Firewall Services and More: What’s Next for IT?

Firewall services, cloud network protection tools and other IT defense staples are seeing a lot of changes in 2021. IT landscapes are growing more complex, as are the defense systems that protect them. Remote work is common, and more work is moving to the cloud. Companies of all sizes will be looking to streamline digital defense. What current tools or soon-to-be rolled out methods should they be keeping an eye on to do it? 

Five major changes are relevant today. Take a look at hybrid work environments, the way cloud landscapes are handled between the enterprise users and the providers, automation, centralization and next-gen firewalls. 

Changing to Hybrid Cloud Network Protection

Most employers now embrace a hybrid work model (some employees in the office, some working from home), a hybrid IT infrastructure (some on premises, some in the cloud) and a hybrid cloud model (some public cloud, some private).

And, this quick shift to remote work and the cloud in 2020 led to new openings for attacks. Part of this resulted from increased reliance on the cloud. Other openings came from an increase in the use of cloud-based services — often without an increase in budgets. 

“Moving to cloud without a cloud strategy results in ad hoc adoption patterns, resulting in higher costs, disjointed management, security vulnerabilities and overall dissatisfaction with cloud outcomes,” says Raj Bala, a senior research director at Gartner

Meanwhile, the shift to remote work increased the attack surface. Workspaces moved to insecure locations and unapproved insecure equipment and networks. Employees are also taking a much larger role in their own protection — and the defense of your business. Threat actors are going wild seeking ways to exploit all these systems now beyond the direct control and protection of defense staff.

Adding to the challenge are some problems inside the house: an ongoing skills shortage and the need for more specialized roles. 

What the Cloud Brings

While the quick adoption of cloud services can be challenging, it’s also a chance to improve security in key ways. By making your operations less complex, you can reduce the need for extremely specialized roles, lower costs and be safer at the same time. 

AWS shared responsibility model brings clarity to the assignment of cloud defense jobs. While Amazon takes responsibility for the protection of the cloud itself (including physical objects), entities that use AWS are in charge of defense inside the cloud. For example, they are in charge of the maintenance and defense of guest operation systems and other software. The secure configuration of the AWS Network Firewall also belongs to the client entity in this case.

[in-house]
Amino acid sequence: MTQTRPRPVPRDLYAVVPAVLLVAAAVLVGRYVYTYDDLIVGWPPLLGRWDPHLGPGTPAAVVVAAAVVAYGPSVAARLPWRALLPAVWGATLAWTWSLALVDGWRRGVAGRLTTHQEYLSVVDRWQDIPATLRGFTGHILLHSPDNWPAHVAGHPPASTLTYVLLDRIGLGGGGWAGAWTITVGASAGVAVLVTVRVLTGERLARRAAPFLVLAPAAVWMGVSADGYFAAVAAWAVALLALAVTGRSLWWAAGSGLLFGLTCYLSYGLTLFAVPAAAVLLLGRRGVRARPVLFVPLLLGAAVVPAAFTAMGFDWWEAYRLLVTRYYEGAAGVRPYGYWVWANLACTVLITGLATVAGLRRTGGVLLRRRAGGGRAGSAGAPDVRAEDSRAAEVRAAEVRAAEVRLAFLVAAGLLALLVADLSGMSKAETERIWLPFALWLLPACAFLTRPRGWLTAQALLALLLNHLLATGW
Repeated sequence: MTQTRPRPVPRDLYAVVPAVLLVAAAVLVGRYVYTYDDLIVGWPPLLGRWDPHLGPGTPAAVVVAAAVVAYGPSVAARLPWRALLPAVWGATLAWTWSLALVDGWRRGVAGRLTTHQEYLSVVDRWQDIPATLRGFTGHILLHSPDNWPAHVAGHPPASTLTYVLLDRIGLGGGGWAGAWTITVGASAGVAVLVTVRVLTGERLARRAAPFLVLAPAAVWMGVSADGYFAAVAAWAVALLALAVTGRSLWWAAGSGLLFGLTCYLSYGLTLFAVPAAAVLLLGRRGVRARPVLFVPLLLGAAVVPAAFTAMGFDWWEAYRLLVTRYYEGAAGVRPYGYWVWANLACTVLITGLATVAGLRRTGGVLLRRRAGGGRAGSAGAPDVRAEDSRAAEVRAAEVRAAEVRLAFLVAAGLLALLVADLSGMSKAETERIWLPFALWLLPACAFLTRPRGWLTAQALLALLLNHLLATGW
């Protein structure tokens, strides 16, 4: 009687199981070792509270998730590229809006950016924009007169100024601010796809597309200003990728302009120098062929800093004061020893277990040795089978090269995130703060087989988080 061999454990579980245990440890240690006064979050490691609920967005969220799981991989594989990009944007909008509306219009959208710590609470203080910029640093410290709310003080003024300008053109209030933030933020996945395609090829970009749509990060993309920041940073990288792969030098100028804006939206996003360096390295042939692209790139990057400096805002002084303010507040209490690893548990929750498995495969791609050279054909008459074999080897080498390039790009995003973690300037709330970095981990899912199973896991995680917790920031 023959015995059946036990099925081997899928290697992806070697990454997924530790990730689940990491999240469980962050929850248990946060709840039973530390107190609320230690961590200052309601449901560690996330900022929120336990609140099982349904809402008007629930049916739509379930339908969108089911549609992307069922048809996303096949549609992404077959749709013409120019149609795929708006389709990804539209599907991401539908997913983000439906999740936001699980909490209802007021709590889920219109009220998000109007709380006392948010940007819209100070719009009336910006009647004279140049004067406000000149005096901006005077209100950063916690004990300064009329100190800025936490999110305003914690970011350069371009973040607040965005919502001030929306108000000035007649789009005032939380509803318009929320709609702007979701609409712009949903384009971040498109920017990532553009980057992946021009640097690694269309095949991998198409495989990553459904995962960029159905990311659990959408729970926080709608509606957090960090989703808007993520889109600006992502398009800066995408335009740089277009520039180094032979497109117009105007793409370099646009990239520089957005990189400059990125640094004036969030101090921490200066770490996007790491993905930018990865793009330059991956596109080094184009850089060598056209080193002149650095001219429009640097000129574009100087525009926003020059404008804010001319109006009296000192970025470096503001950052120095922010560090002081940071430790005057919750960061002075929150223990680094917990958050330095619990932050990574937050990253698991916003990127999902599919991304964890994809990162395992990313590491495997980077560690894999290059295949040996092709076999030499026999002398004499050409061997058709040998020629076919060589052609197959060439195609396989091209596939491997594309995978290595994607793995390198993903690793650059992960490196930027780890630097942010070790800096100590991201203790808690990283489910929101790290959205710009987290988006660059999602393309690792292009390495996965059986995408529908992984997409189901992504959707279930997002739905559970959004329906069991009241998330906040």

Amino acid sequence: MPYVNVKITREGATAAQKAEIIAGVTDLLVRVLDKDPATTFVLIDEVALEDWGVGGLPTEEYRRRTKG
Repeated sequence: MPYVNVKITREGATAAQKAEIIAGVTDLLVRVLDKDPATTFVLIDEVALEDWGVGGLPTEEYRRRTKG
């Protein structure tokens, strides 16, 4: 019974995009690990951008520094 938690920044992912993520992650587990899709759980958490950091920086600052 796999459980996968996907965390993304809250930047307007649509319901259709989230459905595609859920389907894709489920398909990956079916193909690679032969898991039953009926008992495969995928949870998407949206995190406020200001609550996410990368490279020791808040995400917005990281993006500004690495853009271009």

Take patching as an example. Amazon is responsible for patching the software that runs the cloud infrastructure. Meanwhile, the customer is on the hook for patching the OS and app software they install on AWS. App protection is all on the cloud customer. That’s also why smart security analytics that enables you to rapidly spot threats are a must.

Posture Management and Automation

Cloud Security Posture Management (CSPM) has also gained new urgency in the remote-work world. CSPM enables you to add some automation to the monitoring and fixing of some defense issues. For example, it can spot networks configured poorly, spot where permissions need to be restricted and see policy violations and other potential risks. And, it can serve as a huge boon when complying with national rules.

Firewall Services of the Future

Fragmented and hybrid clouds call for advancements in firewalls, too. Future firewall services currently in production will address the continued rise in on-site Internet of things (IoT), and also the ongoing trend of moving mission-critical apps to the cloud.

Some believe firewalls will become obsolete; the opposite is true.

The role of firewalls and firewall services will be huge in the future where most work is done remotely and on the cloud. Web application firewalls (WAF) can protect application programming interfaces, mobile apps and other resources from distributed-denial-of-service attacks, bots and other attacks. They do this by watching for strange activity, logging events and sending alerts or making changes to stop threats for online apps, including those in the cloud. 

Future WAFs will integrate artificial intelligence (AI) — machine learning, to be more precise — to reduce false positives through the use of statistical models to predict the likelihood that any specific event is malicious. AI will also be able to offload work from staff by checking logs and handling some configuration. 

Firewall Services and More for a Cloudy Future

The work-from-home future happened sooner than anyone expected. We now live in a hybrid work, hybrid IT and hybrid cloud world. Because of this, we need to deal with defense, make our jobs simpler and address the skills shortage with the same discipline with which we moved from the office to home. Providers are offering new ways to do this, with built-in defense offerings. They now have increased insight into and can better discover hidden threats in the cloud. 

With these, you can take charge of cloud defense. Remember, use automation and AI wherever possible. Follow best practices like the AWS cloud transformation maturity model. Keep up-to-date with today’s firewall services. In addition, practice the AWS security maturity assessment now and on a regular basis going forward.

Embrace the hybrid everything world we live in, and seize the chance to simplify and automate. 

The post Firewall Services and More: What’s Next for IT? appeared first on Security Intelligence.

Firewall Services and More: What’s Next for IT?

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Author Of this post: Mike Elgan

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